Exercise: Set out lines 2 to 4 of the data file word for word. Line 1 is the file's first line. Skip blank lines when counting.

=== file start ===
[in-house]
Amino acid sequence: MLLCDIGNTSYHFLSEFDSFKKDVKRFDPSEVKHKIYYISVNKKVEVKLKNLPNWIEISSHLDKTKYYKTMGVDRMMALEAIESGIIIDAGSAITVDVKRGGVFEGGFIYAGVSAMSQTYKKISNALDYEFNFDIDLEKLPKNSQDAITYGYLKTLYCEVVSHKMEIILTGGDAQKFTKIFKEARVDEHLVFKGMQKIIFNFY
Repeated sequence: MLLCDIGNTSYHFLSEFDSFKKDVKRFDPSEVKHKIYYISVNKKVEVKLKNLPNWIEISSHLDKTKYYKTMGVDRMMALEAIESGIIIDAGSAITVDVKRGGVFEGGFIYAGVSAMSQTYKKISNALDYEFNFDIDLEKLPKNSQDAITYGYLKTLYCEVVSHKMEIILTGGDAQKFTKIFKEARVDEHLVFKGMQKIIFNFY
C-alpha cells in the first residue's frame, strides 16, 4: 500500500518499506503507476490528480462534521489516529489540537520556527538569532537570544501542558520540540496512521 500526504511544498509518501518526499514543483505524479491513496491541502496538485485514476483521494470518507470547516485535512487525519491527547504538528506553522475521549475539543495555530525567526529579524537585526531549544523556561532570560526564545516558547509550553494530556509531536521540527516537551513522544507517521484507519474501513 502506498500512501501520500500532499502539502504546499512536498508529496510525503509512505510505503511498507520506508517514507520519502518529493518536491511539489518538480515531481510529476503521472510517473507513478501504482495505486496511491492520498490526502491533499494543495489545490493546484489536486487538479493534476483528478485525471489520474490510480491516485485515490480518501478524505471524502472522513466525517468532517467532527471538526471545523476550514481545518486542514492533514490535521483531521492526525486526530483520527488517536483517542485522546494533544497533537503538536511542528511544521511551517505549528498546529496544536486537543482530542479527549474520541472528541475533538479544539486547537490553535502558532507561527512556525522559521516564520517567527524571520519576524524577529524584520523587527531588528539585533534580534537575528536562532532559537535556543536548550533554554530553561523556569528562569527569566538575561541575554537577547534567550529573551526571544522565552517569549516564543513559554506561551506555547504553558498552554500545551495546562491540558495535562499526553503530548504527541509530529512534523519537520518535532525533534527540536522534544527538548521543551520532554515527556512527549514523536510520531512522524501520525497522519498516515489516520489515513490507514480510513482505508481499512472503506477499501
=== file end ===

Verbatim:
Amino acid sequence: MLLCDIGNTSYHFLSEFDSFKKDVKRFDPSEVKHKIYYISVNKKVEVKLKNLPNWIEISSHLDKTKYYKTMGVDRMMALEAIESGIIIDAGSAITVDVKRGGVFEGGFIYAGVSAMSQTYKKISNALDYEFNFDIDLEKLPKNSQDAITYGYLKTLYCEVVSHKMEIILTGGDAQKFTKIFKEARVDEHLVFKGMQKIIFNFY
Repeated sequence: MLLCDIGNTSYHFLSEFDSFKKDVKRFDPSEVKHKIYYISVNKKVEVKLKNLPNWIEISSHLDKTKYYKTMGVDRMMALEAIESGIIIDAGSAITVDVKRGGVFEGGFIYAGVSAMSQTYKKISNALDYEFNFDIDLEKLPKNSQDAITYGYLKTLYCEVVSHKMEIILTGGDAQKFTKIFKEARVDEHLVFKGMQKIIFNFY
C-alpha cells in the first residue's frame, strides 16, 4: 500500500518499506503507476490528480462534521489516529489540537520556527538569532537570544501542558520540540496512521 500526504511544498509518501518526499514543483505524479491513496491541502496538485485514476483521494470518507470547516485535512487525519491527547504538528506553522475521549475539543495555530525567526529579524537585526531549544523556561532570560526564545516558547509550553494530556509531536521540527516537551513522544507517521484507519474501513 502506498500512501501520500500532499502539502504546499512536498508529496510525503509512505510505503511498507520506508517514507520519502518529493518536491511539489518538480515531481510529476503521472510517473507513478501504482495505486496511491492520498490526502491533499494543495489545490493546484489536486487538479493534476483528478485525471489520474490510480491516485485515490480518501478524505471524502472522513466525517468532517467532527471538526471545523476550514481545518486542514492533514490535521483531521492526525486526530483520527488517536483517542485522546494533544497533537503538536511542528511544521511551517505549528498546529496544536486537543482530542479527549474520541472528541475533538479544539486547537490553535502558532507561527512556525522559521516564520517567527524571520519576524524577529524584520523587527531588528539585533534580534537575528536562532532559537535556543536548550533554554530553561523556569528562569527569566538575561541575554537577547534567550529573551526571544522565552517569549516564543513559554506561551506555547504553558498552554500545551495546562491540558495535562499526553503530548504527541509530529512534523519537520518535532525533534527540536522534544527538548521543551520532554515527556512527549514523536510520531512522524501520525497522519498516515489516520489515513490507514480510513482505508481499512472503506477499501